I know, I know, standard scoring is the dinosaur of fantasy football. Still, there are people who love the traditional style of fantasy football. It is funny that it is still called standard, when point per reception or ppr has become the ‘standard’ scoring format.
For those that have only been playing since ppr, or half ppr have become the norm, I will explain standard scoring. Standard scoring is all about touchdowns and yards. Simple.
These tiers are who I am projecting to get early opportunity, work load, and red zone opportunity. Quarterbacks are not included here as they are not affected by the difference in ppr vs. standard scoring. Let’s take a look at my pre-draft, standard scoring tiers.
Tier 1 guys should step into a highly productive role on right out of the gate. They will have a stong opportunity for yardage and touchdowns.
Breece Hall – RB – There really is a tier of one in standard leagues. Hall is built to carry the load, has good hands, and speed for days. Hall steps on the NFL field ready to handle a three down workload. He should be productive from Day 1.
Players in Tier 2 possess the ability to step in just as Tier 1 guys. I could see some of them producing like a Tier 1 guy in the right landing spot.
Kenneth Walker, RB – Walker shined at the combine, showing off good speed and showing well in the on field drills. He did not catch many passes in college, but looked comfortable in passing drills at the combine.
Drake London, WR – London makes his way to Tier 2 with his downfield ability and his profile as a red zone target.
Garrett Wilson, WR – Sure hands, great speed, can’t lose. I think that’s how the saying goes. Wilson can rack up yards after the catch or threaten defenses vertically. He is no stranger to the acrobatic catch.
Treylon Burks, WR – 6’2″ 225 and a 4.5 second 40. Burks is a bully who can run. Burks excels in the contested catch arena and can run away from you after the catch.
This tier has a lot of talent. The players just have enough concerns– production, size, injury, that they will likely be a high producer for fantasy, just not in year 1.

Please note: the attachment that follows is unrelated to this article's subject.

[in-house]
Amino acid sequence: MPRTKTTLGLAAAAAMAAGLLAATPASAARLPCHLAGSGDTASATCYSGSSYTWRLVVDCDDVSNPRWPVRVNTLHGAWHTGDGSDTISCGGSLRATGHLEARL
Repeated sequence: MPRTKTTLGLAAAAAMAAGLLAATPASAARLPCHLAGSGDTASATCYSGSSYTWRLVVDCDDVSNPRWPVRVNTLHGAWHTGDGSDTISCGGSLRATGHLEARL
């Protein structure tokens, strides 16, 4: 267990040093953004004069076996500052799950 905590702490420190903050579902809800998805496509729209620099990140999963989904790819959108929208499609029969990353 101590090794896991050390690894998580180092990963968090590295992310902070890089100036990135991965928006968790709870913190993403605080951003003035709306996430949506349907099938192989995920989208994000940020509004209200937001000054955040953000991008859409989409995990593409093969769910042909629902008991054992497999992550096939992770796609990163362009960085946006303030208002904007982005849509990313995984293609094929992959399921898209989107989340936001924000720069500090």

Isaiah Spiller, RB – Spiller has good size, but tends to run a little soft. Ultimately I think he ends up in a time share where he gets a lot of work, but loses some red zone work.
Jameson Williams, WR – Fair size, great speed and hands. Coming off of an injury. I expect him to step into an outside receiver role.
George Pickens, WR – The onetime WR1 in this class just never put together year over year production. Prototypical size for an outside receiver.
Jahan Dotson, WR – A little shorter, but well built. He will not have any issues finding a fantasy relevant role within his first couple of seasons in the NFL.
Don’t get me wrong, these players are good. They may have issues with consistent opportunity and production at the NFL level.
Chris Olave, WR – Profiles as a deep threat. Great play speed and hands. His fantasy production could be inconsistent due to his role in the offense.
Rachaad White, RB – A sleeper to be productive early. Great size/speed combo. Runs well and catches the better. Looks like his ceiling is as a 1A type of back.
Zamir White, RB – Tiny hands of stone but an impressive and powerful runner. Had two ACL injuries early in his career. Looks to be a productive power back in a committee with high TD production.
Christian Watson, WR – Big, with great speed and questionable hands. Feels like the second coming of MVS. Boom/bust potential abounds with Watson.
Trey McBride, TE – The first tight end hits in Tier 4. McBride and a good pass catcher and adequate blocker. Part of the challenge with tight ends is the longer development time.
I would love to see a player come out of the tier like Stefon Diggs, who was a fourth round pick.
John Metchie, WR – Coming off of an injury and being a slightly built outside receiver, Metchie has the skills to become a low WR2/high WR3 in the league.
Dameon Pierce, RB – A barrel of a man with decent speed. Draft capital and landing spot could bump him up a tier, maybe two.
David Bell, WR – A disappointing combine confirmed mediocre athleticism that showed on tape. He could become productive in a big slot role.
Skyy Moore, WR – Small school, big production. Many analysts have him rising right now but I think he needs to with the real estate axiom lottery – location, location, location.
Is there a Chris Carson in the mix for Tier 6?
Ty Chandler, RB – Decent size but likely a career back up. We have seen many guys like this produce when presented with opportunity due to injury to the starter.
Kevin Harris, RB – Punishing runner without much wiggle. Has not shown well in the passing game. Could be a TD vulture and game script monster. Harris has some explosiveness.
Tyler Allgeier, RB – Another 2 down, TD vulture player. Doesn’t run with the explosiveness of some of the other backs.
Wan’Dale Robinson, WR – A slot type receiver who will rank a lot higher in ppr leagues. Robinson has good speed, good hands and some gadget ability.
Jerome Ford, RB – Ford has good size and ran well at the combine. He is not very explosive given his size/speed profile. Ford has good athleticism but average vision.
Greg Dulcich, TE – Good receiver with questionable blocking skills. He has shown the willingness to get better in the trenches.
Leave a comment and let me know what you think. Yes, I know standard scoring is a minor format so let’s dispense with the ‘does anyone still play that’ comments. Yes they do.
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